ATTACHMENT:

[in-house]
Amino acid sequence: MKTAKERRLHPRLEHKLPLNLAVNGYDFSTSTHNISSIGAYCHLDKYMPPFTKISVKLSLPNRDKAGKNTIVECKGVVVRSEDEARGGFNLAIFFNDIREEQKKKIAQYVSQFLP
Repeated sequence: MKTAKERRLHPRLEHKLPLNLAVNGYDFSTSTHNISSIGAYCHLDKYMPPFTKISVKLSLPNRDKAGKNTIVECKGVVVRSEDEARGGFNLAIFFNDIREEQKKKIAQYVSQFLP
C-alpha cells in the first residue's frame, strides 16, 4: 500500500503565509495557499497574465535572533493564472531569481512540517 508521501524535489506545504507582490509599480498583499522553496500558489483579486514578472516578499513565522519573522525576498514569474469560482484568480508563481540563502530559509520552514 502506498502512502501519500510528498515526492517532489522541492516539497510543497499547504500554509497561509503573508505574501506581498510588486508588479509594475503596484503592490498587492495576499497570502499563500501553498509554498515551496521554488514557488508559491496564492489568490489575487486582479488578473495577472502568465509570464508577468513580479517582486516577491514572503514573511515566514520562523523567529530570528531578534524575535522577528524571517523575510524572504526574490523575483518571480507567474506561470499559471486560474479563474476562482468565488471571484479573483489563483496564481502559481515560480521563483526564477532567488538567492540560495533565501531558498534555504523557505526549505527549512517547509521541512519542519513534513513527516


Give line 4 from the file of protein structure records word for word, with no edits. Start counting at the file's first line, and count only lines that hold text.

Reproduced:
C-alpha cells in the first residue's frame, strides 16, 4: 500500500503565509495557499497574465535572533493564472531569481512540517 508521501524535489506545504507582490509599480498583499522553496500558489483579486514578472516578499513565522519573522525576498514569474469560482484568480508563481540563502530559509520552514 502506498502512502501519500510528498515526492517532489522541492516539497510543497499547504500554509497561509503573508505574501506581498510588486508588479509594475503596484503592490498587492495576499497570502499563500501553498509554498515551496521554488514557488508559491496564492489568490489575487486582479488578473495577472502568465509570464508577468513580479517582486516577491514572503514573511515566514520562523523567529530570528531578534524575535522577528524571517523575510524572504526574490523575483518571480507567474506561470499559471486560474479563474476562482468565488471571484479573483489563483496564481502559481515560480521563483526564477532567488538567492540560495533565501531558498534555504523557505526549505527549512517547509521541512519542519513534513513527516